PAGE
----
Security over a Large Network

Discussion in 'other anti-trojan software' started by rabmail, May 24, 2005.

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  1. rabmail

    rabmail Registered Member

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    I read here from various knowledgeable posters that it is necessary to run a good AV (like KAV or NOD32), and it addition Trojan Protection, Worm Protection and something like Process Guard to be reasonably safe.

    This is fine for somebody with a few computers on a home or small office network, but how do you secure a large network of 100's of Win 2000 workstations scattered across a large geographic area.

    Surely it is not practical, or desirable to have to add all this level of protection to each workstation where you have users who would not know what to do when one of these defensive programs pops up a window.

    Dick
     
  2. Infinity

    Infinity Registered Member

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    I guess it's a little tricky...at my work they only have a symantec router, linux based mainframe and norton antivirus...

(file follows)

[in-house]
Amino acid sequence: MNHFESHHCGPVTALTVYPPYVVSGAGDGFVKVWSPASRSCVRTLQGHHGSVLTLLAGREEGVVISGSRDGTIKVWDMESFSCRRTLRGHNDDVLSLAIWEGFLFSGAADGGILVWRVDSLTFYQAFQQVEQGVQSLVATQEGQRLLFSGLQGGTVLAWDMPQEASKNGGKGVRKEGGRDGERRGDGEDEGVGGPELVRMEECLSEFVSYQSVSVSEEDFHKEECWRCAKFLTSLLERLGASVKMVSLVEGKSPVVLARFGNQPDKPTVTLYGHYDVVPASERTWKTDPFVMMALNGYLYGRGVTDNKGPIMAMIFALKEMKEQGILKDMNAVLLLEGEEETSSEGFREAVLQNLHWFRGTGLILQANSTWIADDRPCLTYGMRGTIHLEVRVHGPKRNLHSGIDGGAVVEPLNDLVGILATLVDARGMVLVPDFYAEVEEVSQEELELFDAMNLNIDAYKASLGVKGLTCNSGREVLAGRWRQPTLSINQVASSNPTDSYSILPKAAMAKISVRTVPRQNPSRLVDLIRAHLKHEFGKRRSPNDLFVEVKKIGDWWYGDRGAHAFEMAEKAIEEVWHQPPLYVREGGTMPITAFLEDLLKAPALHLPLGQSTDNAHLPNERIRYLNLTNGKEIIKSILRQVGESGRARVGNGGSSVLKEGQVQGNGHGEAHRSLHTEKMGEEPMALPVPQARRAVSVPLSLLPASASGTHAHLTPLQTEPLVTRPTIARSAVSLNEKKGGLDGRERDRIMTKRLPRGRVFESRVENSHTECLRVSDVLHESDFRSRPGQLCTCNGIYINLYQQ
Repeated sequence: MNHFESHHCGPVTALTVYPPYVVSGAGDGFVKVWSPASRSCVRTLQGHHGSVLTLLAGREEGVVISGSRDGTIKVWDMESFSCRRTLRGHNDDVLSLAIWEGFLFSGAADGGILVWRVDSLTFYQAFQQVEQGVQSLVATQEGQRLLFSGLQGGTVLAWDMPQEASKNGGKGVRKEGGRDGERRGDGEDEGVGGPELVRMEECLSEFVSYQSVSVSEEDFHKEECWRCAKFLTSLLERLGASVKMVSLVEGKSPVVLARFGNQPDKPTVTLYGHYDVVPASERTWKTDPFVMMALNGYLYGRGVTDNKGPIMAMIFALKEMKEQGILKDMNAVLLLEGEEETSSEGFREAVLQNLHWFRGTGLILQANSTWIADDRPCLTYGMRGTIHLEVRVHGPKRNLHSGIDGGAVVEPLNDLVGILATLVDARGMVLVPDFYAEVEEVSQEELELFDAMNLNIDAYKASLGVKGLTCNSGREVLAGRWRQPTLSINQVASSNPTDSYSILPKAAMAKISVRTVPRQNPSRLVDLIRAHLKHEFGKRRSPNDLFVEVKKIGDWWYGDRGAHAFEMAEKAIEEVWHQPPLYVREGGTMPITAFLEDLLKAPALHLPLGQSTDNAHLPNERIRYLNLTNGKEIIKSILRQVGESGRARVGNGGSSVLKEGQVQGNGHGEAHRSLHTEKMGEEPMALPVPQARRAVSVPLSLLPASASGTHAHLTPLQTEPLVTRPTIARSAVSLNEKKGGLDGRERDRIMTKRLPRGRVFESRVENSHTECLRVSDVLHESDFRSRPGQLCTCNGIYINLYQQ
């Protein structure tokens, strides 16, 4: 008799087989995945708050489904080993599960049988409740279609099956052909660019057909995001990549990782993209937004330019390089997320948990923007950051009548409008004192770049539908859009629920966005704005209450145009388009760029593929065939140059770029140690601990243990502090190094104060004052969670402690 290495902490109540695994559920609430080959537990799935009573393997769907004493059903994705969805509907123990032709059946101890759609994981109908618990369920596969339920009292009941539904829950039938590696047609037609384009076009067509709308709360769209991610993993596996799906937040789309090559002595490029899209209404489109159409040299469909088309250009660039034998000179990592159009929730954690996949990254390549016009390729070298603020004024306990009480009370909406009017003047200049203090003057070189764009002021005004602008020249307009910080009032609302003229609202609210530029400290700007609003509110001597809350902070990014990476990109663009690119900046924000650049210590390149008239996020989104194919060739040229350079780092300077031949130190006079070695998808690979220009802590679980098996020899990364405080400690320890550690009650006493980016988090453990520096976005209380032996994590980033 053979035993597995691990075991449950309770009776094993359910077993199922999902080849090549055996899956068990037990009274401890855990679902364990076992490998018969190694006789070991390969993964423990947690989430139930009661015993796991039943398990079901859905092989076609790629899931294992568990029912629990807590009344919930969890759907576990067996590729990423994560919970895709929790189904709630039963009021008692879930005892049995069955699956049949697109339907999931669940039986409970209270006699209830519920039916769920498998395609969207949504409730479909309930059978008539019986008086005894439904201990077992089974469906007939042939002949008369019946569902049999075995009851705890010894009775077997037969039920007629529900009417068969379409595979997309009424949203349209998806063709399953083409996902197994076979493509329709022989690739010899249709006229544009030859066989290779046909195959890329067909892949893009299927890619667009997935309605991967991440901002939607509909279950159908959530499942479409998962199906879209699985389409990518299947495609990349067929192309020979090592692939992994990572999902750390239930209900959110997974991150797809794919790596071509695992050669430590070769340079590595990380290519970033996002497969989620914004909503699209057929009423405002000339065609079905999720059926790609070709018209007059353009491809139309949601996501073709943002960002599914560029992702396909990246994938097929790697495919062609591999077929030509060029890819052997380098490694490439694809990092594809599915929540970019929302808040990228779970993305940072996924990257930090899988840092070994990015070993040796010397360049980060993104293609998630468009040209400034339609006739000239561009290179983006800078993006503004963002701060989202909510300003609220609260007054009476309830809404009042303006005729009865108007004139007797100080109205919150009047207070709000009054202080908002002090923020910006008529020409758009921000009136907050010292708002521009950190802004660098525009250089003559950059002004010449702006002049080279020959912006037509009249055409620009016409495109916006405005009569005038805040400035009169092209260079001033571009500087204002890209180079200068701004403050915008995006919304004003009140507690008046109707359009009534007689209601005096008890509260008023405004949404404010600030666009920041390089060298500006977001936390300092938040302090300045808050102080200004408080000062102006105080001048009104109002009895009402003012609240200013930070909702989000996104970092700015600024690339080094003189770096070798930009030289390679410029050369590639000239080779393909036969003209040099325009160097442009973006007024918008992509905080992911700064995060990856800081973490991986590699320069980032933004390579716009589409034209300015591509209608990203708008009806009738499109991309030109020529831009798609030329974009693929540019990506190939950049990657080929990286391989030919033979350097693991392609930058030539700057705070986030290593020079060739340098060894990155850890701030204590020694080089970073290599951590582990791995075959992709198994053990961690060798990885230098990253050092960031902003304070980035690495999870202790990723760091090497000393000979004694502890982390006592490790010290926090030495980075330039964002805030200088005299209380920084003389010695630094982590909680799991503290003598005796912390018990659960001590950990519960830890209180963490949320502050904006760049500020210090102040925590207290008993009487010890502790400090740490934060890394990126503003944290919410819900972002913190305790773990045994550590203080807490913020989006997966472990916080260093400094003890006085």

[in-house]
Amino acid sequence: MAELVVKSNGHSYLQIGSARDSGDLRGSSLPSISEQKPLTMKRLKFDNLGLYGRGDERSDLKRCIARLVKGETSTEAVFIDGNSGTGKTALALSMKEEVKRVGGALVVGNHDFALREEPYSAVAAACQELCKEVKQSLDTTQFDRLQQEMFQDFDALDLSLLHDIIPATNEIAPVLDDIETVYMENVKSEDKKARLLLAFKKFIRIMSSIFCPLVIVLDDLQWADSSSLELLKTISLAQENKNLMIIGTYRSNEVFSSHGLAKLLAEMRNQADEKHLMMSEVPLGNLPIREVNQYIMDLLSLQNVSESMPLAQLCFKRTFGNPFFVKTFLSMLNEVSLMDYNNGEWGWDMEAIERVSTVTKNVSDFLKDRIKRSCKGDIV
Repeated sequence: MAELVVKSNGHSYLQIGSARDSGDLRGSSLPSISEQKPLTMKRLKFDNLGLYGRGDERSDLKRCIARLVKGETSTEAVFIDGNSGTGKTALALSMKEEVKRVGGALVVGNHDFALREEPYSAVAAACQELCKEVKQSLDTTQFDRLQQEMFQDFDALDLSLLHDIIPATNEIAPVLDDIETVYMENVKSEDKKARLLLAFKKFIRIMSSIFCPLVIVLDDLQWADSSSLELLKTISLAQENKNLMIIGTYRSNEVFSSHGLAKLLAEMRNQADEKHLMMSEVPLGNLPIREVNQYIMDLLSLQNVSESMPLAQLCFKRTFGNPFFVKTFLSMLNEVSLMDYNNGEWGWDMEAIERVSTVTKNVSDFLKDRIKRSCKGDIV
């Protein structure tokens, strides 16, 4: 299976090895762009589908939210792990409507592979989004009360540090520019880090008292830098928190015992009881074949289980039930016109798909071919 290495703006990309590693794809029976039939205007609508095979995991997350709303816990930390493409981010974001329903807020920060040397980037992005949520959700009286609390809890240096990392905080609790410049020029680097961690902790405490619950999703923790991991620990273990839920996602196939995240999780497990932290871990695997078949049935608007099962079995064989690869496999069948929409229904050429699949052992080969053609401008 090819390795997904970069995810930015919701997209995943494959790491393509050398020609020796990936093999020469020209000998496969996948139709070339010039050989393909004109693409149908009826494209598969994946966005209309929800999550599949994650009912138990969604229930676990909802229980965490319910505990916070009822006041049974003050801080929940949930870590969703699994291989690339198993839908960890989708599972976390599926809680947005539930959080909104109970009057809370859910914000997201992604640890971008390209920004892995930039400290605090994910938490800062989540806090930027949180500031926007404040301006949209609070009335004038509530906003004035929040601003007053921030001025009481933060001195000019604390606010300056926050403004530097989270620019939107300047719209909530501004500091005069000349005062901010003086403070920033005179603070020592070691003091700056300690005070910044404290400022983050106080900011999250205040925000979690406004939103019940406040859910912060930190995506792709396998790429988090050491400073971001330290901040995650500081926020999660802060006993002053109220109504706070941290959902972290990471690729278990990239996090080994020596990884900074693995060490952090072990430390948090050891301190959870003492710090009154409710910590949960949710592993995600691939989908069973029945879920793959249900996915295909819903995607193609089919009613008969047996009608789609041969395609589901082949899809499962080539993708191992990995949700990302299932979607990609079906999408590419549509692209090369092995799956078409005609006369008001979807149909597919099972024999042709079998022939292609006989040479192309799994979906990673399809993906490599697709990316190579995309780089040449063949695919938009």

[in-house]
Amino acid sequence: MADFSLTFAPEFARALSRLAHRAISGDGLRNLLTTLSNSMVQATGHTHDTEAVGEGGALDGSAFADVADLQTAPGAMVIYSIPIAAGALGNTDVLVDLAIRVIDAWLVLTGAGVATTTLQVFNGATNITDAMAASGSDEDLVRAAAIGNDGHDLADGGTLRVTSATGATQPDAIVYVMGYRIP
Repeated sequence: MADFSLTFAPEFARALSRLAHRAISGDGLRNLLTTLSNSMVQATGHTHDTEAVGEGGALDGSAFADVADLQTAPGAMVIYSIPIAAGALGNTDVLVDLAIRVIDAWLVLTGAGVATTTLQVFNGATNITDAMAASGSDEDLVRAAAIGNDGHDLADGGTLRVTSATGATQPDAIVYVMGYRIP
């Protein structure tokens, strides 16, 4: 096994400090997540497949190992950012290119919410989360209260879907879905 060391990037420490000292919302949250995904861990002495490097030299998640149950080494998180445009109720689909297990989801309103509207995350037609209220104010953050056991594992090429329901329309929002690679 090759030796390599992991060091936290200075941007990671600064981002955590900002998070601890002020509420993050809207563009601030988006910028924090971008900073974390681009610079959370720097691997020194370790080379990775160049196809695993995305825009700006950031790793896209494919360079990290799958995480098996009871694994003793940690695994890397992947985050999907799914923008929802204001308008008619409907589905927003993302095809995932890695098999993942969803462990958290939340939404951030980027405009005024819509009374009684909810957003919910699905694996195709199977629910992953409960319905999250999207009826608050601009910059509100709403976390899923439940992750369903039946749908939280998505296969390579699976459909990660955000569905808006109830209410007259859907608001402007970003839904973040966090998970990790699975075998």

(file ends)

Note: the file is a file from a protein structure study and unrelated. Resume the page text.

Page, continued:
Linux is the pluspoint here and the fact that they just mirror everything every friday apparently :) that is just my own experience but I don't think it would be that easy to set everything up like we do.
     
  3. Paranoid2000

    Paranoid2000 Registered Member

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    You choose programs that allow you to disable such popups. Most AVs can be set to disinfect/delete without user intervention and send a message to a central point while others may offer "corporate" versions with such features. The BOClean anti-trojan is specially designed for corporate use with a minimalist UI which users never need deal with (and can even be prevented from accessing). Being able to update from a central server rather than having each PC hit your Internet connection for updates is a must also.

    As for other security software, firewalls and process monitors tend to be more chatty but this again can be disabled. However you will need to produce, test, update and distribute a suitable configuration that takes into account your corporate network environment and software usage. This can involve more effort but can also cover non-security issues (e.g. preventing users from running unlicensed software or games).
     
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